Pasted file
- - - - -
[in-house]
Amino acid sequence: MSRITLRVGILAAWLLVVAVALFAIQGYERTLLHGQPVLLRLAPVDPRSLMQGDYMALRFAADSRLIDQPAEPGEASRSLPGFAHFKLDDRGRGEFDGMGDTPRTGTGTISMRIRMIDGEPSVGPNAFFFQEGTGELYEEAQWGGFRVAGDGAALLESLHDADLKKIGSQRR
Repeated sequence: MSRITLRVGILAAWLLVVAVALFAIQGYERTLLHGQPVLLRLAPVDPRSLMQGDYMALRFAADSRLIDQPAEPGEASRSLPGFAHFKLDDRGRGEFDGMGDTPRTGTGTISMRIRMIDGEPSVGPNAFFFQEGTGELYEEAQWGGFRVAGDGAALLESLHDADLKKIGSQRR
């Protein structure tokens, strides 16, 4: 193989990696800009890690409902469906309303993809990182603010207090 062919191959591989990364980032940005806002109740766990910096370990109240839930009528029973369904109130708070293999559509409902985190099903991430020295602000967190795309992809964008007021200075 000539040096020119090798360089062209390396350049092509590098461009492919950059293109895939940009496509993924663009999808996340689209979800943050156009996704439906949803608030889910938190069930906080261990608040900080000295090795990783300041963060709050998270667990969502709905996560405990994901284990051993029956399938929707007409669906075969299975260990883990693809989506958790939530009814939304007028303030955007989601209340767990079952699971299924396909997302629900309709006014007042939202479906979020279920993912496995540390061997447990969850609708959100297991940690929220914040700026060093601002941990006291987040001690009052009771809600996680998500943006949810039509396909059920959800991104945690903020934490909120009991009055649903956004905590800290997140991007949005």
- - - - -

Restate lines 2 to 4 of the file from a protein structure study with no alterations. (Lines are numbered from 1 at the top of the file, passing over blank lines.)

Amino acid sequence: MSRITLRVGILAAWLLVVAVALFAIQGYERTLLHGQPVLLRLAPVDPRSLMQGDYMALRFAADSRLIDQPAEPGEASRSLPGFAHFKLDDRGRGEFDGMGDTPRTGTGTISMRIRMIDGEPSVGPNAFFFQEGTGELYEEAQWGGFRVAGDGAALLESLHDADLKKIGSQRR
Repeated sequence: MSRITLRVGILAAWLLVVAVALFAIQGYERTLLHGQPVLLRLAPVDPRSLMQGDYMALRFAADSRLIDQPAEPGEASRSLPGFAHFKLDDRGRGEFDGMGDTPRTGTGTISMRIRMIDGEPSVGPNAFFFQEGTGELYEEAQWGGFRVAGDGAALLESLHDADLKKIGSQRR
């Protein structure tokens, strides 16, 4: 193989990696800009890690409902469906309303993809990182603010207090 062919191959591989990364980032940005806002109740766990910096370990109240839930009528029973369904109130708070293999559509409902985190099903991430020295602000967190795309992809964008007021200075 000539040096020119090798360089062209390396350049092509590098461009492919950059293109895939940009496509993924663009999808996340689209979800943050156009996704439906949803608030889910938190069930906080261990608040900080000295090795990783300041963060709050998270667990969502709905996560405990994901284990051993029956399938929707007409669906075969299975260990883990693809989506958790939530009814939304007028303030955007989601209340767990079952699971299924396909997302629900309709006014007042939202479906979020279920993912496995540390061997447990969850609708959100297991940690929220914040700026060093601002941990006291987040001690009052009771809600996680998500943006949810039509396909059920959800991104945690903020934490909120009991009055649903956004905590800290997140991007949005």